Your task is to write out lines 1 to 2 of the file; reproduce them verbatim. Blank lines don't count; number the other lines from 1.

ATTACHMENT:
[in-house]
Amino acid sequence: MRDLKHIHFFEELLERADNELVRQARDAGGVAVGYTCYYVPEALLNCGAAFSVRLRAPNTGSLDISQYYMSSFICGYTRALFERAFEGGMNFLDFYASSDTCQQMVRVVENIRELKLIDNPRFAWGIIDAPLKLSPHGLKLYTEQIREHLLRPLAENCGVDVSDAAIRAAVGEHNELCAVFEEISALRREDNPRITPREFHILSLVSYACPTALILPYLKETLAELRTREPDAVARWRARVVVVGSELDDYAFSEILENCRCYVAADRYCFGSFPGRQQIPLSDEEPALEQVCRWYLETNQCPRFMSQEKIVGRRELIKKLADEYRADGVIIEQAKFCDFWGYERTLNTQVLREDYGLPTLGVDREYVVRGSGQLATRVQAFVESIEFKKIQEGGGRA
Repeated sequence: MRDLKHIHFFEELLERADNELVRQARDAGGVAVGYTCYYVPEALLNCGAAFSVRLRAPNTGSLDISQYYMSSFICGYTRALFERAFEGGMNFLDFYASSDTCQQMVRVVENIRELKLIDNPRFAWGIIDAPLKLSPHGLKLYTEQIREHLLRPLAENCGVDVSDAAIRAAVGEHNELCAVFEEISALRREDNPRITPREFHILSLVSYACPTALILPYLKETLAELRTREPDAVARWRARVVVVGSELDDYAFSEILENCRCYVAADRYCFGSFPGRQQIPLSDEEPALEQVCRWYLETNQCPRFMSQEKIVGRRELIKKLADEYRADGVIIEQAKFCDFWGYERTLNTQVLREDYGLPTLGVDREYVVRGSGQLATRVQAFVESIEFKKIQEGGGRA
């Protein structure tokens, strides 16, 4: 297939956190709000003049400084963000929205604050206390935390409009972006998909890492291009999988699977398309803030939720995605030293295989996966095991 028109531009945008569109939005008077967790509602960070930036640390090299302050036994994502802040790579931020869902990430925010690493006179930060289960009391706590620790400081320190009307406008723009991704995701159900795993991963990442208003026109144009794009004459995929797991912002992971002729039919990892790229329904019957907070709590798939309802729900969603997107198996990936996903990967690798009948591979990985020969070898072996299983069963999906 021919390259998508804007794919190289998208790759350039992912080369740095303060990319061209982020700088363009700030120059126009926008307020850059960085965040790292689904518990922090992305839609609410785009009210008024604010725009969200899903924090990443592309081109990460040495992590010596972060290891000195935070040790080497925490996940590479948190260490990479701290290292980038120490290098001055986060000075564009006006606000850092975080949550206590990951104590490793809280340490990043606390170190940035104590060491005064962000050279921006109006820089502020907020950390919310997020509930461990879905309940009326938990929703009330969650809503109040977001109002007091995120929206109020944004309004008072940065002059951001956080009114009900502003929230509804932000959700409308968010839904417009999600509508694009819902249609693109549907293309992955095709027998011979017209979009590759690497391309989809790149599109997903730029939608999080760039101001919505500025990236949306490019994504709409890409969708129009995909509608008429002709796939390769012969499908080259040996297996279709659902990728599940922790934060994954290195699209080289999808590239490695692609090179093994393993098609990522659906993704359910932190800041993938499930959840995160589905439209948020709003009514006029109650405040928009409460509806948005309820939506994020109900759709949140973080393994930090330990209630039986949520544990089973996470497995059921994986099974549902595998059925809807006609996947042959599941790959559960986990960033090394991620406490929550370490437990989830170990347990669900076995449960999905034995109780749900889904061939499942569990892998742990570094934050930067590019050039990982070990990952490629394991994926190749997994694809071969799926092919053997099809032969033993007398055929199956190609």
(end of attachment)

[in-house]
Amino acid sequence: MRDLKHIHFFEELLERADNELVRQARDAGGVAVGYTCYYVPEALLNCGAAFSVRLRAPNTGSLDISQYYMSSFICGYTRALFERAFEGGMNFLDFYASSDTCQQMVRVVENIRELKLIDNPRFAWGIIDAPLKLSPHGLKLYTEQIREHLLRPLAENCGVDVSDAAIRAAVGEHNELCAVFEEISALRREDNPRITPREFHILSLVSYACPTALILPYLKETLAELRTREPDAVARWRARVVVVGSELDDYAFSEILENCRCYVAADRYCFGSFPGRQQIPLSDEEPALEQVCRWYLETNQCPRFMSQEKIVGRRELIKKLADEYRADGVIIEQAKFCDFWGYERTLNTQVLREDYGLPTLGVDREYVVRGSGQLATRVQAFVESIEFKKIQEGGGRA